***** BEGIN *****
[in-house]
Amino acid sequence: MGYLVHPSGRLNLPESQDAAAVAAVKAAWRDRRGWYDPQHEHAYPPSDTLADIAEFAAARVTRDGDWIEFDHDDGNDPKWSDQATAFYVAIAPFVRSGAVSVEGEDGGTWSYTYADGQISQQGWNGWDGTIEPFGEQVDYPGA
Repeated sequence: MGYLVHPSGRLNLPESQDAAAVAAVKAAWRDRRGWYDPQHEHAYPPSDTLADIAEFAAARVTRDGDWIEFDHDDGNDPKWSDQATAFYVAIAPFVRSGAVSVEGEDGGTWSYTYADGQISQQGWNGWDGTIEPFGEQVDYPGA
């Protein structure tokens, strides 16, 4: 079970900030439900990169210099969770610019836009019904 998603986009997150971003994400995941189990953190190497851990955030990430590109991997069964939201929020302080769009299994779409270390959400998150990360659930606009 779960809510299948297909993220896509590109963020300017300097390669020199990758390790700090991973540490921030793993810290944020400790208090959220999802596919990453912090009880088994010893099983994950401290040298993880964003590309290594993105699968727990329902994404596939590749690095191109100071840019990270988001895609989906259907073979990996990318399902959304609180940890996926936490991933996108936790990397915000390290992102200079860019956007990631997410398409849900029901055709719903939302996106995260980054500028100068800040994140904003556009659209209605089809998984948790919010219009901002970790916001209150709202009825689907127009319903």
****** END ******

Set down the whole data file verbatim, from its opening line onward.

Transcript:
[in-house]
Amino acid sequence: MGYLVHPSGRLNLPESQDAAAVAAVKAAWRDRRGWYDPQHEHAYPPSDTLADIAEFAAARVTRDGDWIEFDHDDGNDPKWSDQATAFYVAIAPFVRSGAVSVEGEDGGTWSYTYADGQISQQGWNGWDGTIEPFGEQVDYPGA
Repeated sequence: MGYLVHPSGRLNLPESQDAAAVAAVKAAWRDRRGWYDPQHEHAYPPSDTLADIAEFAAARVTRDGDWIEFDHDDGNDPKWSDQATAFYVAIAPFVRSGAVSVEGEDGGTWSYTYADGQISQQGWNGWDGTIEPFGEQVDYPGA
């Protein structure tokens, strides 16, 4: 079970900030439900990169210099969770610019836009019904 998603986009997150971003994400995941189990953190190497851990955030990430590109991997069964939201929020302080769009299994779409270390959400998150990360659930606009 779960809510299948297909993220896509590109963020300017300097390669020199990758390790700090991973540490921030793993810290944020400790208090959220999802596919990453912090009880088994010893099983994950401290040298993880964003590309290594993105699968727990329902994404596939590749690095191109100071840019990270988001895609989906259907073979990996990318399902959304609180940890996926936490991933996108936790990397915000390290992102200079860019956007990631997410398409849900029901055709719903939302996106995260980054500028100068800040994140904003556009659209209605089809998984948790919010219009901002970790916001209150709202009825689907127009319903």